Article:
Baby may not be ready to go mountain climbing any time soon, but as she grows more mobile every day, they is growing closer to the day when she will learn to scale a slightly more manageable peak – the nearest staircase, whether it’s in the hall outside your living room or on the pavement leading up to your local library.
Giving Baby the chance to try out her new coordination and strength on the stairs can feel counter-intuitive to parents who have been told from the time their babies were born that one of the most important baby-proofing tools for homes with stairs is a baby-gate to keep their little ones away from the steps. Letting her loose on the stairs is actually the best way to work towards a point where those pesky baby-gates won’t be necessary. If the first time Baby is presented with stairs, it’s to get to homeroom in high school, she will probably have some trouble making it to class on time, so most parents eventually accept that the process of learning to climb stairs is probably a necessary evil. But when?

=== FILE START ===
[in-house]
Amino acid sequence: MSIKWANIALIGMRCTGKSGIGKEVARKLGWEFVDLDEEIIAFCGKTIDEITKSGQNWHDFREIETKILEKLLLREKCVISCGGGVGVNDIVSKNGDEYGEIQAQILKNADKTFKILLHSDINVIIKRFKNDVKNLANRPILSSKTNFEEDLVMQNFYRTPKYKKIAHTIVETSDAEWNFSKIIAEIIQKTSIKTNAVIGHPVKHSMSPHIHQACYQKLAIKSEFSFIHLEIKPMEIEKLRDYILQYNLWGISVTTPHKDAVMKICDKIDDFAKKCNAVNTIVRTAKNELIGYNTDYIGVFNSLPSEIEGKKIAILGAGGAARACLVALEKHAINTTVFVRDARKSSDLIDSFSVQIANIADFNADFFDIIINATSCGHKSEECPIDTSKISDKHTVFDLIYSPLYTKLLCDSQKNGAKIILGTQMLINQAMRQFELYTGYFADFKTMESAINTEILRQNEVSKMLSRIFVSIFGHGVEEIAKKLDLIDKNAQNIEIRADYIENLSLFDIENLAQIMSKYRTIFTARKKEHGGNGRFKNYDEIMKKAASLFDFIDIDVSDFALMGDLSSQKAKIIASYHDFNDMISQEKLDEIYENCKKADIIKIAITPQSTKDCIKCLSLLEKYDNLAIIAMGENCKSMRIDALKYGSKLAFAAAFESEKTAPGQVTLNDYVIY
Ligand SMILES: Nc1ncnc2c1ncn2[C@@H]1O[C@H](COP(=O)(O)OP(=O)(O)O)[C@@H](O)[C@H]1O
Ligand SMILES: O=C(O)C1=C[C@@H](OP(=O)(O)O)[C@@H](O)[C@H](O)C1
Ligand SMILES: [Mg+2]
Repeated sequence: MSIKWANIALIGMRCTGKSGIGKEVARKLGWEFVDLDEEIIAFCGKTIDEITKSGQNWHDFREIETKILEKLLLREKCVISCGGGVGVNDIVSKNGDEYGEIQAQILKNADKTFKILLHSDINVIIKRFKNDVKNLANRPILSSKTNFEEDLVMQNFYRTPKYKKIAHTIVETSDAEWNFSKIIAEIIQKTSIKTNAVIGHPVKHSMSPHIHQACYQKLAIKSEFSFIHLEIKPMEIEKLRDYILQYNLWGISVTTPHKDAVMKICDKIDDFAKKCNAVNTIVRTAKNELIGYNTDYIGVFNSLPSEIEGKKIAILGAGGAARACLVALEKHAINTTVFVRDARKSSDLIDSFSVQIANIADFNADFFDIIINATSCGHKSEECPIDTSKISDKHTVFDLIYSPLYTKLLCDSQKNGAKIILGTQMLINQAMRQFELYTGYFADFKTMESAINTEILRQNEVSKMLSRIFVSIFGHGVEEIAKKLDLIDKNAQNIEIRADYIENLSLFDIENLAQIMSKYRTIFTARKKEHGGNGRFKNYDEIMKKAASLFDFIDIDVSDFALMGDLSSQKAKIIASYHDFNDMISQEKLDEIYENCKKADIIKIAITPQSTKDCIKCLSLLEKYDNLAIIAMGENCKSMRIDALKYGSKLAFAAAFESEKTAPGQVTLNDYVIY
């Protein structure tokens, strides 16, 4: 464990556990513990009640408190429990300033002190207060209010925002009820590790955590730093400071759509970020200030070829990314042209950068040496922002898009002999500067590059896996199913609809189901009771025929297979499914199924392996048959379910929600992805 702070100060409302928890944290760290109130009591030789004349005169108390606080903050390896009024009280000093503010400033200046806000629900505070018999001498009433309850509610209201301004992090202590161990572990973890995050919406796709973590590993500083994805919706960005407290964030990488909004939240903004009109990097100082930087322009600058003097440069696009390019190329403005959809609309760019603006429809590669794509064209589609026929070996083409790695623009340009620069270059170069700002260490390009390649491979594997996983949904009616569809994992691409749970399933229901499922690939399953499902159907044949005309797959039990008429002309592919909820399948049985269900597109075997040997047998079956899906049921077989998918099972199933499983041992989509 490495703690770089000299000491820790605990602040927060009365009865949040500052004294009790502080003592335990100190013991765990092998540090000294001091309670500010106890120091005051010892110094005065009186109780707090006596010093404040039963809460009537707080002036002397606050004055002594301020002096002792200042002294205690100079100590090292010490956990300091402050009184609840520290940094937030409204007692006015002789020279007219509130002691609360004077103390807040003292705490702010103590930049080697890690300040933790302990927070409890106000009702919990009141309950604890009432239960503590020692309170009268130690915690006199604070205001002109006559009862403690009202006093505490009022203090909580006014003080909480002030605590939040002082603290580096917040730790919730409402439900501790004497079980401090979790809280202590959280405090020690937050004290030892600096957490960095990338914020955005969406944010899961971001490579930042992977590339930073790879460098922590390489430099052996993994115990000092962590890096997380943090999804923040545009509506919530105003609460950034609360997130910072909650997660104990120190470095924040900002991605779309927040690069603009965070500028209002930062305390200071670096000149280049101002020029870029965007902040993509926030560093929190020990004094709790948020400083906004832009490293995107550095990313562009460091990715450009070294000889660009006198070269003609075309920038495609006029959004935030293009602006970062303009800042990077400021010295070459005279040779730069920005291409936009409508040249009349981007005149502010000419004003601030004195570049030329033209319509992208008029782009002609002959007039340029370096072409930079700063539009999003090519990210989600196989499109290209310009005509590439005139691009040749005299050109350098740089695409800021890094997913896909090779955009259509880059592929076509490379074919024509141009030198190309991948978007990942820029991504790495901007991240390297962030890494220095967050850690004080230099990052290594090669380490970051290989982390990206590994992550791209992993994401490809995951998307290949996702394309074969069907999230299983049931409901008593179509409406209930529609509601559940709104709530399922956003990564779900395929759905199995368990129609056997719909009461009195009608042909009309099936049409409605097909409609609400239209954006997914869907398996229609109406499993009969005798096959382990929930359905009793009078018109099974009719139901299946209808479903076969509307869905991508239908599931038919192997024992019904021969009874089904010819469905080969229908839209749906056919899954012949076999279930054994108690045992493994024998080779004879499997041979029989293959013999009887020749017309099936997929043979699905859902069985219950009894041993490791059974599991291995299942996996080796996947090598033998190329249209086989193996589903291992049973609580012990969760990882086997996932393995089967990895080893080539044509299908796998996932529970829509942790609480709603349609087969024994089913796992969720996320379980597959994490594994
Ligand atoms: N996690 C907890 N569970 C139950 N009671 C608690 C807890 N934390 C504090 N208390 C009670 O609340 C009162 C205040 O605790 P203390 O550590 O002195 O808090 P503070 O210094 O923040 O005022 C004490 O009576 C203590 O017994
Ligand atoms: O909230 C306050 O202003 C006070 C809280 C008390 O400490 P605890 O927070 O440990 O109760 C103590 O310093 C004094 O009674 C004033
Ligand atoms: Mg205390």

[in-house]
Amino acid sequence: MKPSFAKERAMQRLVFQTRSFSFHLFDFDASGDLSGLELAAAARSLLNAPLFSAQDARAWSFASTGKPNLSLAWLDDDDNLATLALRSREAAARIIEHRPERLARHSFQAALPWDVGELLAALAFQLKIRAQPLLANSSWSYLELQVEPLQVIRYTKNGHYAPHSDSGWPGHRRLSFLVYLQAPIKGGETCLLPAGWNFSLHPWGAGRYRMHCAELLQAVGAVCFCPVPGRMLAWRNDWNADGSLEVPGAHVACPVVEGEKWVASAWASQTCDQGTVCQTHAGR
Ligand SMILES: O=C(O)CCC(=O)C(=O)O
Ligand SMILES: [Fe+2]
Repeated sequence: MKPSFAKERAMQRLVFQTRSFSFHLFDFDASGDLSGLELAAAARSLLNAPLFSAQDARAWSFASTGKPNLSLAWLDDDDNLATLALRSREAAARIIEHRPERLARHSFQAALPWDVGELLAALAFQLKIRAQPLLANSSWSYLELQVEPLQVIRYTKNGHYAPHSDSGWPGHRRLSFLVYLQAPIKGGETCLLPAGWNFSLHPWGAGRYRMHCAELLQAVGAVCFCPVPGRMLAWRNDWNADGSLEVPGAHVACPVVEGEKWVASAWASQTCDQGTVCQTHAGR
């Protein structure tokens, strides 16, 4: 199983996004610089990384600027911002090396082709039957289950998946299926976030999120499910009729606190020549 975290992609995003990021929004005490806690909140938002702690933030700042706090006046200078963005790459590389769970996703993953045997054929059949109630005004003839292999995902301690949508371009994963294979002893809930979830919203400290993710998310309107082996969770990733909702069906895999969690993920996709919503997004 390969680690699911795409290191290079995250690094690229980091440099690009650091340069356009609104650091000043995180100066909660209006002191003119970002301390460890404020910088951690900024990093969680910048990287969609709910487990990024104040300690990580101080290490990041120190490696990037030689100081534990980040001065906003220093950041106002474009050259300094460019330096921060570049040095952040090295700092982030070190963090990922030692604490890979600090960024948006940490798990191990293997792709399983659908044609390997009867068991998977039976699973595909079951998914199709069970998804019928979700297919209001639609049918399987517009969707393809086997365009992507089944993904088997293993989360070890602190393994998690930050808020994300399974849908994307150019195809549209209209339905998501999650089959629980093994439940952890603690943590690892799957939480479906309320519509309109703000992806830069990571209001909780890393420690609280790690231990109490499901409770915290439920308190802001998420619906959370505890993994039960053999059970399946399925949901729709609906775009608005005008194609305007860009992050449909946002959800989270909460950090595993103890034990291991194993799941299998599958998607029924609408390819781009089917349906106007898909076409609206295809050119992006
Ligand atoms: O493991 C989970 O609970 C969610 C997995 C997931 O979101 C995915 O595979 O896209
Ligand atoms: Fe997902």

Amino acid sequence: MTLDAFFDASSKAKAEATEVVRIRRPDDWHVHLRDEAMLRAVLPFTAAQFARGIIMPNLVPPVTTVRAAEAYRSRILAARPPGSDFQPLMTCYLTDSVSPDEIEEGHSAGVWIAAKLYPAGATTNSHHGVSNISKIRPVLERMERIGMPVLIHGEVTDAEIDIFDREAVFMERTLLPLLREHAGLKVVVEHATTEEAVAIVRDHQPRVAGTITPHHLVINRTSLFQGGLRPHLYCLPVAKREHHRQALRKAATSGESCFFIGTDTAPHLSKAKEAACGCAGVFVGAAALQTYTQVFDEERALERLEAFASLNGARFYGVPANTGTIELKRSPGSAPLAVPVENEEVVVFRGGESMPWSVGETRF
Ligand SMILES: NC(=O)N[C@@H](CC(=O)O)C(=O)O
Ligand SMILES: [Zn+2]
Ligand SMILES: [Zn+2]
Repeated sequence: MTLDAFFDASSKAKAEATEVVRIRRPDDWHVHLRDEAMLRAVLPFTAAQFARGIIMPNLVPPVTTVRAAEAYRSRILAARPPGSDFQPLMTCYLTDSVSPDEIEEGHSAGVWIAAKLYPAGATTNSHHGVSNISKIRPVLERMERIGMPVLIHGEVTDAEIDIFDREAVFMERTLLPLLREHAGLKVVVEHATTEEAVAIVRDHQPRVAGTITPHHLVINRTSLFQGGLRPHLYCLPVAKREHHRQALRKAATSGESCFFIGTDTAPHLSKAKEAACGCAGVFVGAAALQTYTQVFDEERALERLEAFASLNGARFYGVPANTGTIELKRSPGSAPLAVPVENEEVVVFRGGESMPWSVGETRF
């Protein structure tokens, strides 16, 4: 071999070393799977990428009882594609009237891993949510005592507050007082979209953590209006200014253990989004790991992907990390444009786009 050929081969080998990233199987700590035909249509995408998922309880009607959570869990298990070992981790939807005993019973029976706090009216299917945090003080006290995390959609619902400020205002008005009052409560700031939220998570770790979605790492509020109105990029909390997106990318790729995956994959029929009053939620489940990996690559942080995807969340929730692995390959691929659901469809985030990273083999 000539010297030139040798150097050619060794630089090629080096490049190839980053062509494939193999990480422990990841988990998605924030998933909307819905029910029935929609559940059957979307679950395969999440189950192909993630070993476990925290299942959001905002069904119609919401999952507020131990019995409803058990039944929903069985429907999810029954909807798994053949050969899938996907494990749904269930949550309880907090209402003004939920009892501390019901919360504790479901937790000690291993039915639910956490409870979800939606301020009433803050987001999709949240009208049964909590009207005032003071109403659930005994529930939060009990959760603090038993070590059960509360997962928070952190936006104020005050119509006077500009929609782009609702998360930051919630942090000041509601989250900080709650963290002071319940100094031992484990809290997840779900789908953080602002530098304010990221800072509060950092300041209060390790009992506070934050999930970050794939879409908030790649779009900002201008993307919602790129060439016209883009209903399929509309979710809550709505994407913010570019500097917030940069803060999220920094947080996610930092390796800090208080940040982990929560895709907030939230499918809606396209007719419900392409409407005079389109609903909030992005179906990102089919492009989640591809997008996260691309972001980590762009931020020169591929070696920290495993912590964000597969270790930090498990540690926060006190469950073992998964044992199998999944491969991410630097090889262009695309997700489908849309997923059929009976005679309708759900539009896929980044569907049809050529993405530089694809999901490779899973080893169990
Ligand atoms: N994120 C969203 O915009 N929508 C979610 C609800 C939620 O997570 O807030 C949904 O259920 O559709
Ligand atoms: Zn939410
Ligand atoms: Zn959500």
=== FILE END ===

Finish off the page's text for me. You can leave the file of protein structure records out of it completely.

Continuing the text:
A 2006 study of over 700 children as they passed physical milestones determined that babies start climbing stairs around a year old, and that children whose parents specifically teach them to climb stairs begin earlier. Most, the study found, started climbing stairs after they learned to crawl, but before they started to walk, and most learned to climb up stairs before they learned to climb down them.
The 2006 study, conducted by researchers at the College of Staten Island, The City University of New York, pointed out that while stair-climbing is usually treated as a developmental marker on its own, there hadn’t, until that time, been much study of how environmental factors like access to stairs and parental involvement can affect when it actually happens. They concluded that, aside from physical and mental development, stair-climbing really is a skill that happens at different rates in different environments. What that means for Baby is that there’s no specific time when they should start climbing the stairs, though at a certain point, as she starts moving through the world under her own power, it might be easier for both of you if she is ready to brave the stairs on her own.
Babies generally move through several different phases of stair-climbing, and Baby will be safest if she is supervised through the first few. These involve crawling upstairs, scooting themselves down stairs backwards, and walking up with the help of a railing, one foot at a time until, finally, she is ready to use alternating feet to climb both up and down stairs. Baby might not get to that final stage until she’s 3 or 4 years old, though, so don’t let that baby-gate go too soon!